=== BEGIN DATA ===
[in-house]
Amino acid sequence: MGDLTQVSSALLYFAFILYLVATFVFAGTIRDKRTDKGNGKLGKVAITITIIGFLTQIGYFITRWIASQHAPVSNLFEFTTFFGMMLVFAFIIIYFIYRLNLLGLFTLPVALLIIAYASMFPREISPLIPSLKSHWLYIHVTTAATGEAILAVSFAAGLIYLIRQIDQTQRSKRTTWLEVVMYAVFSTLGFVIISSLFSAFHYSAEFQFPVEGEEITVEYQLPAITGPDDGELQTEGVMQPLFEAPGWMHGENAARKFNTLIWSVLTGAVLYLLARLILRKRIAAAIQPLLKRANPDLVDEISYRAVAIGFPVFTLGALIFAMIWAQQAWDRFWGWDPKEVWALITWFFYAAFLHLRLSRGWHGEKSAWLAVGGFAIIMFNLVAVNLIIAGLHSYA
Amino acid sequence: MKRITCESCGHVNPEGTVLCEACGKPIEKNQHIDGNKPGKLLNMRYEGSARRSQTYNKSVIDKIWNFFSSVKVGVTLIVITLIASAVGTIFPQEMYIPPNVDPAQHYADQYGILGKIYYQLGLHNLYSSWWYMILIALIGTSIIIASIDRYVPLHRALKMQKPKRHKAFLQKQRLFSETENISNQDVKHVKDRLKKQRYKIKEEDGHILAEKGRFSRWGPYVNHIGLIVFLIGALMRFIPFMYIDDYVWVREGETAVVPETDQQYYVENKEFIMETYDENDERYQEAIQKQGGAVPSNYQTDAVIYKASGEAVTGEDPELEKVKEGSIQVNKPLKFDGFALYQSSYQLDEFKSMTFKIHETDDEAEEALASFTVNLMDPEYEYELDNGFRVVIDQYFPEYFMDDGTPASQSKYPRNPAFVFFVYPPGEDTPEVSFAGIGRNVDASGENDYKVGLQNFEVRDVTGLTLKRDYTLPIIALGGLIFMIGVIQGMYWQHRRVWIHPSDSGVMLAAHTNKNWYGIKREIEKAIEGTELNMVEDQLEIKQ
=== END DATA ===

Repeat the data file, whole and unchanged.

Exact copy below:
[in-house]
Amino acid sequence: MGDLTQVSSALLYFAFILYLVATFVFAGTIRDKRTDKGNGKLGKVAITITIIGFLTQIGYFITRWIASQHAPVSNLFEFTTFFGMMLVFAFIIIYFIYRLNLLGLFTLPVALLIIAYASMFPREISPLIPSLKSHWLYIHVTTAATGEAILAVSFAAGLIYLIRQIDQTQRSKRTTWLEVVMYAVFSTLGFVIISSLFSAFHYSAEFQFPVEGEEITVEYQLPAITGPDDGELQTEGVMQPLFEAPGWMHGENAARKFNTLIWSVLTGAVLYLLARLILRKRIAAAIQPLLKRANPDLVDEISYRAVAIGFPVFTLGALIFAMIWAQQAWDRFWGWDPKEVWALITWFFYAAFLHLRLSRGWHGEKSAWLAVGGFAIIMFNLVAVNLIIAGLHSYA
Amino acid sequence: MKRITCESCGHVNPEGTVLCEACGKPIEKNQHIDGNKPGKLLNMRYEGSARRSQTYNKSVIDKIWNFFSSVKVGVTLIVITLIASAVGTIFPQEMYIPPNVDPAQHYADQYGILGKIYYQLGLHNLYSSWWYMILIALIGTSIIIASIDRYVPLHRALKMQKPKRHKAFLQKQRLFSETENISNQDVKHVKDRLKKQRYKIKEEDGHILAEKGRFSRWGPYVNHIGLIVFLIGALMRFIPFMYIDDYVWVREGETAVVPETDQQYYVENKEFIMETYDENDERYQEAIQKQGGAVPSNYQTDAVIYKASGEAVTGEDPELEKVKEGSIQVNKPLKFDGFALYQSSYQLDEFKSMTFKIHETDDEAEEALASFTVNLMDPEYEYELDNGFRVVIDQYFPEYFMDDGTPASQSKYPRNPAFVFFVYPPGEDTPEVSFAGIGRNVDASGENDYKVGLQNFEVRDVTGLTLKRDYTLPIIALGGLIFMIGVIQGMYWQHRRVWIHPSDSGVMLAAHTNKNWYGIKREIEKAIEGTELNMVEDQLEIKQ